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Symbolism of the Seven Species of Food Mentioned in the Bible

Symbolism of the Seven Species of Food Mentioned in the Bible

Dear Rita,

I listened to you on Catholic Radio this morning. I am entertaining 14 adults from Catholic Radio. Thought I would do a “take” on your comments on foods from the Land of Milk and Honey. Thought I would do centerpiece with pomegranates, figs, olives, barley, wheat…and I can’t remember the other great foods you spoke of this morning. Can you help me out with other foods I could add for a centerpiece as well as the dinner. I am going to do something fun in canning jars. Any suggestions, I am surely open to that!



Dear DakotaFishing:

Here you go, and I’m glad you like my segments on Sacred Heart. I love doing them. Let me know if you need dinner ideas. For example, there’s a wonderful farro salad with which you can substitute barley, etc.



The Seven Species of Food Mentioned in the Bible

Deuteronomy 8:7-9. “For the Lord your God is bringing you into a good land, a land of brooks of water, of fountains and springs, a land of wheat and barley, of vines and grapes and fig trees and pomegranates, a land of olive trees and dates…” 

The 7 Species of food symbolizing the relationship of the Jewish people with the land of Israel have special status.


Wheat is associated with the Eucharist.  Israel’s climate is ideal for wheat growing. In biblical times bread was the staple of the local diet. Breads like challa and pita are popular just about everywhere today. Whole wheat products are absorbed more slowly by the body so you feel fuller longer.


Barley was the poor man’s staple in Bible days. It was eaten as barley cakes and in a kind of porridge. They even fed livestock barley. Now it’s one of the darlings of the culinary world. We use it in soups, stews and salads. In Israel it is still a basic ingredient for beer.

Barley is good for our hearts, and a good source of vitamin E, a good antioxidant. It also helps reduce formation of blood clots.

Grapes and wine and raisins

Wine is part of our Eucharistic celebration. In ancient times, grapes were also used for seasoning and in vinegars. Grapes, particularly dark colored ones, are rich in iron.


In Genesis we learn the significance of the fig leaves covering Adam and Eve. Figs were a common fruit during Bible times.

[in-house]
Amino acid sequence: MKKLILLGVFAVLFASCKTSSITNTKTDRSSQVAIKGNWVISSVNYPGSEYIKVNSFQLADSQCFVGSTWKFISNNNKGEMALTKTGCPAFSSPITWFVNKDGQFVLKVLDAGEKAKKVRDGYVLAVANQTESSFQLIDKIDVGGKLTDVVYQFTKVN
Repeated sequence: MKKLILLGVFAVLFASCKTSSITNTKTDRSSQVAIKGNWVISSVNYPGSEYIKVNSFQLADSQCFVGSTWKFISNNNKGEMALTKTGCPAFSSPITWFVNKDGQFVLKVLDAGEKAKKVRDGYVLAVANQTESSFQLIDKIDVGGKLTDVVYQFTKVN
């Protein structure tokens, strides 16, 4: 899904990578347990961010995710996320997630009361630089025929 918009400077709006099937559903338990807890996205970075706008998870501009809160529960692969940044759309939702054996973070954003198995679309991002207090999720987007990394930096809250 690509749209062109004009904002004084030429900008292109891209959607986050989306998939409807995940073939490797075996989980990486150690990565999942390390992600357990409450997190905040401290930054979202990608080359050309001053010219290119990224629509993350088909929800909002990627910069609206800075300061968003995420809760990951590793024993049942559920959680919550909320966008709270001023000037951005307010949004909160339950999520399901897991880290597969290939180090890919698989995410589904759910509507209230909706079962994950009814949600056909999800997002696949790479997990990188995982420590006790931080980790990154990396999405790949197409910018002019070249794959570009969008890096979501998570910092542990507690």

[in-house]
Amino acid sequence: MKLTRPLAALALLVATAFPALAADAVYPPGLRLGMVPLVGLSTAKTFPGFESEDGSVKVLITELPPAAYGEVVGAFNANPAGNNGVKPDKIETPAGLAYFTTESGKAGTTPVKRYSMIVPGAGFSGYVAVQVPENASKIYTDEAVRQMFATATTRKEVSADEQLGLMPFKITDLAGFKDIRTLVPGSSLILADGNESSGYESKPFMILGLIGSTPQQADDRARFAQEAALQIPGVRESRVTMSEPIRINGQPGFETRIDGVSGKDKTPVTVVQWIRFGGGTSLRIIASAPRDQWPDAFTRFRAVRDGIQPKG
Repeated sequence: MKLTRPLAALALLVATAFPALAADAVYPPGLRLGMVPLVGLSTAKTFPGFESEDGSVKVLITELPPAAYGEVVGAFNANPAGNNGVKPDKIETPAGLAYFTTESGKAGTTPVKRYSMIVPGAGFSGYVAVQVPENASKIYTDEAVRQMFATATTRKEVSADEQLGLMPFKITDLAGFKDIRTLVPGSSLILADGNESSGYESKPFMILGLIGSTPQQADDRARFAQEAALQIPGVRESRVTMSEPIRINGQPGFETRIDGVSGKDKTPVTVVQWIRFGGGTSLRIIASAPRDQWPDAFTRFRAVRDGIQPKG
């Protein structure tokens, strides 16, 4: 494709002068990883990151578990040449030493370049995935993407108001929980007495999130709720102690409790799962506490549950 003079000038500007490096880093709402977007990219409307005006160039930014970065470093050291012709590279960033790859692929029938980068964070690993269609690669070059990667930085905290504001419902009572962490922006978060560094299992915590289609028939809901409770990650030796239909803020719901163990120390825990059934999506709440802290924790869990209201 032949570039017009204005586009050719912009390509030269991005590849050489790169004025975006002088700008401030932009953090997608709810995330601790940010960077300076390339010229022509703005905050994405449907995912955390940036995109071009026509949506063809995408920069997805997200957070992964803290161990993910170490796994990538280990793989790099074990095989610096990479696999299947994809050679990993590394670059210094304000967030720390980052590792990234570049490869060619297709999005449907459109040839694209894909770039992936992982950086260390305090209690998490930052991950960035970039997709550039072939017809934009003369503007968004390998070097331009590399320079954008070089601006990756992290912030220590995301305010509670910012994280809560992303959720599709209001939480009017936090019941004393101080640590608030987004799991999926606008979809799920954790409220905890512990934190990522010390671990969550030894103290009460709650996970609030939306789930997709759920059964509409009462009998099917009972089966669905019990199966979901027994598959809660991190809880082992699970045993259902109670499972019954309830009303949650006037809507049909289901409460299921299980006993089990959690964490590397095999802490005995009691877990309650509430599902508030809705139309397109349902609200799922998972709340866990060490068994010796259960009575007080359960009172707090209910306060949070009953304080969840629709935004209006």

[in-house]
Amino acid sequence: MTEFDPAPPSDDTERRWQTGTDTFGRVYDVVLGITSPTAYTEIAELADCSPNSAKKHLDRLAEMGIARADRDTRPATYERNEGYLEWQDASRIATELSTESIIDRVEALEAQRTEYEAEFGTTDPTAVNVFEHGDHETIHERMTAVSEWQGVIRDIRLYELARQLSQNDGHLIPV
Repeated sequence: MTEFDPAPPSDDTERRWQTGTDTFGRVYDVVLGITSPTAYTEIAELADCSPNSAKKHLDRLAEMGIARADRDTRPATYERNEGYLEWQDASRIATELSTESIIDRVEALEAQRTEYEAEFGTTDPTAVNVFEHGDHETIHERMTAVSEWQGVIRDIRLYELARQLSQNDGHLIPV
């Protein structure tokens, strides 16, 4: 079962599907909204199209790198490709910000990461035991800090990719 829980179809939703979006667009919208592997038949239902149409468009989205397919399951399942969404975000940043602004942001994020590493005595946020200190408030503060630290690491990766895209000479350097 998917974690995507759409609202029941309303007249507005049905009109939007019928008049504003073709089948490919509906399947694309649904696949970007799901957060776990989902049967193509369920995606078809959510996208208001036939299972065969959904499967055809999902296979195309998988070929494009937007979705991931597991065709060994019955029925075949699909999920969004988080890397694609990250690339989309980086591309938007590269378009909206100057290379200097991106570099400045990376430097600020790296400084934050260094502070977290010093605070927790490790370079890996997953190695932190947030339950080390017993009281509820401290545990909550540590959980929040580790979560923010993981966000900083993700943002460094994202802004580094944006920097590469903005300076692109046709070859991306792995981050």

The fig was eaten fresh and dried, in addition to being used to make a kind of honey. I have a fig tree which bears abundantly each year.

Figs contain lots of fiber and potassium and are good for your heart, blood pressure and muscles and have other bone building nutrients.


Olives were a valuable commodity. The olive tree was the most prolific tree in Palestine and olives and their oil were necessary for everyday life, whether it was lighting lamps, anointing sick and dead, in offerings, skin care, medicines and in food. Olive oil was used in making cakes, unleavened bread and for spreading on bread.

Olives contain monounsaturated fat and that helps your cardiovascular system.  They also have vitamin E, which is an antioxidant. Olives have anti-inflammatory properties, as well, so they can help with joint issues, like arthritis.


David gave presents of food, including cake made with dates. Much of the Bible area was known in antiquity for their date palm tree groves.

Dates are still a staple food among the Bedouins and date honey was a favored sweet. Dates were used for barter, as well.  Dates signified food for eternal life.

They’re a good source of fiber and have all of the B complex vitamins except B-12 and a lot of minerals plus iron and potassium.


Pomegranate trees are prevalent in Israeli gardens even today. Along with eaten raw, in Bible times the pomegranate was used for making wine and also as a dye. With its many seeds, it’s a symbol of fertility.

They’re called the good seeds, packed with cholesterol fighting antioxidants. Pomegranates are a great source of potassium. Pomegranate juice may also help to prevent prostate cancer and helps to prevent plaque build up in your arteries.

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